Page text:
The Present and Future of European Family Law

The Present and Future of European Family Law

Jens M. Scherpe

The Present and Future of European Family Law explores the essence of European family law – and what its future may be. It compares and analyses existing laws and court decisions, identifies trends in legislation and jurisprudence, and also forecasts (and in some cases proposes) future developments. It establishes that while there is, at present, no comprehensive European family law, elements of an ‘institutional European family law’ have been created through decisions by the European Court on Human Rights and by the Court of Justice of the European Union as well as other EU instruments. At the same time an ‘organic European family law’ is beginning to emerge. The laws in many European jurisdictions have developed similarly and have ‘grown together’, not only as a result of the aforementioned institutional pressures, but also as a result of societal developments, and comparable reactions to medical and societal advances and changes. Hence there already is a body of institutional and organic European family law, and it will continue to grow.

Chapter 3: Organic European family law

Jens M. Scherpe

Subjects: law - academic, european law, family law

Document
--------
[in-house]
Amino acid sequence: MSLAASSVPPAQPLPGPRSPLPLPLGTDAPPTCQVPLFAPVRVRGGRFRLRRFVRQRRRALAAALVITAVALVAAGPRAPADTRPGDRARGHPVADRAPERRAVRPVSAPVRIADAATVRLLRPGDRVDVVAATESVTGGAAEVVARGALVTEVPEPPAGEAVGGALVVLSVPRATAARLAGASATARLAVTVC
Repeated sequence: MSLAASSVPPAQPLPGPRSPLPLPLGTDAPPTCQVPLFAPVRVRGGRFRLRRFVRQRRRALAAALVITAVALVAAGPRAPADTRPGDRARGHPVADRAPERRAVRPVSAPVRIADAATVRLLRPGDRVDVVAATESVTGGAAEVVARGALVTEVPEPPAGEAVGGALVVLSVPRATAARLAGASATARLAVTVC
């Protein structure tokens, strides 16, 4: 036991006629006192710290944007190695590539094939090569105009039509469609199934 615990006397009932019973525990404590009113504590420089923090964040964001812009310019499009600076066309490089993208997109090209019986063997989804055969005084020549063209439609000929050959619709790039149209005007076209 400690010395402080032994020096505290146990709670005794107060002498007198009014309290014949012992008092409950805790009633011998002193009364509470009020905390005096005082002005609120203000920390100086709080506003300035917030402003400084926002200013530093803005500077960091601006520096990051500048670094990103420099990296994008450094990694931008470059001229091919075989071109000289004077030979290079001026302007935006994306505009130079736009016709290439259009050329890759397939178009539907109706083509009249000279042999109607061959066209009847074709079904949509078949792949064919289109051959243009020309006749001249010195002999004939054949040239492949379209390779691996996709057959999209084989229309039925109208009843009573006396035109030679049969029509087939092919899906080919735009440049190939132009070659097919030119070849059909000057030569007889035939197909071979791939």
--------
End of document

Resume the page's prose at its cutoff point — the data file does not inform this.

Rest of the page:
As outlined in the introduction (see 1 above), this section looks at the ‘organically grown’ European family law. Of course, one of the reasons for these nationally/domestically ‘grown’ family laws also being European family law is the direct and indirect impact of the institutions as described above and more generally in Volume I of this book set. In that sense there is an overlap between the ‘institutional’ and the ‘organic’ European family law. But there are other reasons for common developments and what – arguably – is a convergence of certain elements of family law in European jurisdictions, namely similar societal developments, resulting in similar legal challenges and similar legal responses. This section attempts to identify common patterns, common approaches, and common developments, but unlike the European family law discussed in the previous section on ‘institutional family law’, and particularly in the subsection on direct impact, there is room for much greater divergence of family law development if the development is ‘organically grown’. There will be many sprouts, not all of them growing at the same speed, and some not even growing at all. Some of these tentative plants will find themselves in the shadow of other, bigger plants and will therefore be stunted or just wither away. So when in this section European family law is identified it cannot – and is not meant to – claim to represent the family law in all European jurisdictions.

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